God or no God? – a cumulative case

iStock_000013576959SmallA man is on trial for the brutal murder of his wife. You sit on the jury and attentively consider the various pieces of evidence as they are presented by the prosecutor:

  1. The man’s fingerprints were found at the scene of the crime.
  2. The victim’s blood was discovered in the man’s vehicle.
  3. A witness reported seeing the man running from the scene around the time of the murder.
  4. The victim’s stolen credit card was used to purchase clothing the defendant was wearing at the time of his arrest.
  5. The victim made a 911 call as she lay dying, breathing out her husband’s name just before she expired.
  6. The man had been having an affair with his secretary who was pressuring him to leave his wife.
  7. The man recently bought life insurance on his wife.
  8. The bullet recovered from the victim’s body matches a gun the defendant owns.
  9. And the glove fits.

The defense attorney then rises and proceeds to cast doubt on the applicability of several of the items in determining his client’s guilt or innocence. The man regularly used his wife’s credit card, he says. Nothing damning about that. His name was spoken with her last breath because she wanted him there. And fingerprints, though a reliable identifier, only put one at the scene but give no evidence of time or activity.

Once you and the other jurors are free to deliberate, you acknowledge that none of the evidences A door marked Jury Roomtaken individually are enough to confidently conclude that the man is guilty of murder. There are possible explanations for each that have nothing to do with the crime. Yet the weight of their totality, including the defendant’s lack of a convincing alibi, his failure to demonstrate any genuine grief at the loss of his wife, his cell phone records showing a call made to his mistress shortly after the time of the murder, and her testimony that he told her his wife would never divorce him but there might be another way….leave you with the determination that his guilt is beyond a reasonable doubt.

In the same way that the whole body of evidence in a criminal case is greater than the sum of its parts, so too is the case for the existence of God. As I wrote about in my post from a few weeks ago, attempts to discredit particular arguments for theism or Christianity, without providing a more rational explanation of all the evidence, do nothing to convince anyone who wasn’t already predisposed to your position.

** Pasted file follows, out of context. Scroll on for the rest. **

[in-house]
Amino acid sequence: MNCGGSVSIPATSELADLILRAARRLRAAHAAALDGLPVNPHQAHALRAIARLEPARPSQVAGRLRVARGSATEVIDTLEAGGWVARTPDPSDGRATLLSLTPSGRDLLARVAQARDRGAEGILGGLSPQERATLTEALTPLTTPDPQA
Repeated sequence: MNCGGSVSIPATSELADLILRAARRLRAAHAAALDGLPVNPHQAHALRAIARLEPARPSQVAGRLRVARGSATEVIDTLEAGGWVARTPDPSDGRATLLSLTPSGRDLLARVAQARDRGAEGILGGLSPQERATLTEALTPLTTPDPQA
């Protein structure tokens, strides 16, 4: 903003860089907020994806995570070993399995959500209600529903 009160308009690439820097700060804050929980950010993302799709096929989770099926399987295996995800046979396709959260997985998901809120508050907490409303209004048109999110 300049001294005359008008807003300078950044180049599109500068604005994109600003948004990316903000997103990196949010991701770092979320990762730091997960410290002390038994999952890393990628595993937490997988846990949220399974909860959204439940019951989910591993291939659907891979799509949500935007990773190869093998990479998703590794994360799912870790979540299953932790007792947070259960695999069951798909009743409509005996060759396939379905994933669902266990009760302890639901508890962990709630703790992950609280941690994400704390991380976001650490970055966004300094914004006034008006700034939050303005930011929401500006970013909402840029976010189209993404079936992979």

The evidences for God are multitudinous, and though possible alternate explanations may exist for each individually, the case must be considered in its totality if one is to be fair and objective. These evidences, or Exhibits A and following, if you will, in the case for the existence of God and Christianity in particular include:

  1. the scientific evidence for a beginning of the universe from nothing
  2. the argument from the fine-tuning of the universe
  3. the obvious appearance of design in biological life
  4. the existence of objective moral values and duties
  5. evidence of the immaterial
  6. the historical reliability of the Bible
  7. Jesus’ self-identification as the Son of God
  8. the well-attested reports of the empty tomb, his post-mortem appearances, and his disciples’ belief in his resurrection
  9. the high unlikeliness of the rise of Christianity apart from the above reports being true

If weighed on a balance, they combine to form a substantial case for the existence of God and  the truth of Christianity. Casting doubt on one or two may tip the scales a bit, but disregarding the rest still leaves the Christian worldview as the best explanation of all the evidence.


God balance test